Texas Rangers

DeShields looked to be on way out of Rangers’ 2020 plans. Now, he’s back in the in crowd

DeShields describes how he made ridiculous catch for Rangers

Texas Rangers center fielder Delino DeShields made a highlight-reel catch Wednesday night to rob Brian Goodwin of a home run in a 3-0 win over the Los Angeles Angels.
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Texas Rangers center fielder Delino DeShields made a highlight-reel catch Wednesday night to rob Brian Goodwin of a home run in a 3-0 win over the Los Angeles Angels.

From the outside, and, shoot, maybe even to some on the inside, the end appeared near for Delino DeShields in early May.

First baseman Ronald Guzman was ready to come off the 10-day injured list, so DeShields was sent to Triple A Nashville on May 8 after a two-game series at Pittsburgh.

He had options and was hitting below .200. Hunter Pence, Danny Santana and Logan Forsythe could not be optioned and were among the Texas Rangers’ best hitters.

DeShields drew the short straw, and it looked like the last straw.

But the center fielder has resuscitated his season and maybe his career with the Rangers by finding a consistent swing for one of the first times, and by continuing to play elite defense and cause havoc on the bases.

Not many players in baseball can do the things DeShields is capable of doing.

“When I look at my game and things I can do, it’s just different than anybody we have,” he said. “The small-ball element, the base-threat, the defense. I don’t see myself as a fourth guy. Never have.

“I’m still pretty young. I just always wanted a chance to go out there and play. I’ve been around this game a long time, and I know it’s about adjustments. I just don’t want to be so easily given up on. If I go out there and do what I’m supposed to do, then I have my chance.”

DeShields was in the lineup Thursday as the Rangers opened a four-game series with a 3-1 victory against the Baltimore Orioles, owners of the worst record in baseball. He was batting .247 overall, down from .266 the past month, but .274 since returning from Triple A Nashville on June 2.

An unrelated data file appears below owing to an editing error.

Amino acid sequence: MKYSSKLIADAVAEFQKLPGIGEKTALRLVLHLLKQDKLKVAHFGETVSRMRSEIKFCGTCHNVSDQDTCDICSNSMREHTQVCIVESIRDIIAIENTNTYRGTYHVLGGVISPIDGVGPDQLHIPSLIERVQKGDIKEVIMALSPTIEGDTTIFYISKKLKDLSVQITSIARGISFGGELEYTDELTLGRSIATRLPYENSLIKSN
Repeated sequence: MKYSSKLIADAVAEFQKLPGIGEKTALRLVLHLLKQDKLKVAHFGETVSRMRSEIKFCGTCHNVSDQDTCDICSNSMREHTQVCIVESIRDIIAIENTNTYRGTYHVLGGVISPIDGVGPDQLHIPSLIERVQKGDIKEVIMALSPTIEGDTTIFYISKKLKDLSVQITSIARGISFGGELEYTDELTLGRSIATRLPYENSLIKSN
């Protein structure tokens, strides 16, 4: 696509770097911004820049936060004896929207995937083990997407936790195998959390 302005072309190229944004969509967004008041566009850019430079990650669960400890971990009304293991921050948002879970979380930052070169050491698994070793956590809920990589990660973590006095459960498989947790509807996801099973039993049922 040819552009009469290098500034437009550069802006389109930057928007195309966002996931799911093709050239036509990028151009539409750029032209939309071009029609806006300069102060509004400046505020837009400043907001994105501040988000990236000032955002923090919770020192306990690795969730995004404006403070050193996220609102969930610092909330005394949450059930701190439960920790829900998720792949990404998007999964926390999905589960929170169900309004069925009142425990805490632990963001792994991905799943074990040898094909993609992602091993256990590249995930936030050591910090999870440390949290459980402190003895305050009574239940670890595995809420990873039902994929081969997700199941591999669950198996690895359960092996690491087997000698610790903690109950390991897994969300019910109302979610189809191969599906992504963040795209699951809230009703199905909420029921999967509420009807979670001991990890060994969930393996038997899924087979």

“I’m really encouraged by what we’ve seen since he came back,” general manager Jon Daniels said. “He’s a clear-plus defensively. He brings a lot offensively. It’s just been a matter of consistency. He’s got a skill set unlike the rest of the group.”

The Rangers believe DeShields is a big-league player, a piece of a championship team. His elite defense in center field makes up for deficiencies corner outfielders might have and keeps them in the lineup for their offense.

If DeShields is playing center field, Joey Gallo can move to a corner spot and save some wear and tear on his body.

DeShields’ speed aids his defense and makes him disruptive on the bases. He can move himself into scoring position with a stolen base or by easily going first to third. He can score from first on a double or a from third on a shallow sacrifice fly.

“I’ve loved him ever since spring training, just what he brings to the table,” manager Chris Woodward said. “He’s kind of solidified center field. He pressures every at-bat, and he’s still working. It’s the most consistent he’s been with his swing in his entire career. That’s what everybody is most proud of.”

But the outfield picture for 2020 is much more crowded with DeShields back in it. The Rangers have four left handed-hitting corner outfielders plus the versatile Santana and Scott Heineman.

The Rangers are bound to have some level of interest in re-signing Pence, though they might not have room.

Something will have to give with DeShields in the picture again.

“If I had any control of how I wanted my season to go individually, it wouldn’t have been how it was this year,” he said. “But every year I’m just continually trying to grow as a person and learn as a ballplayer. For me to come back how I did, I think, was encouraging for me. I just wanted to come up here and help the team win and control what I can control. If I do that it helps the team.”

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After 11 seasons covering the Rangers for the Star-Telegram, Jeff Wilson knows that baseball is a 24/7/365 business and there is far more to baseball than just the 162 games each season. There’s also more to Jeff -- like a family and impressive arsenals of Titleist hats and adidas shoes -- but sometimes it’s hard to tell.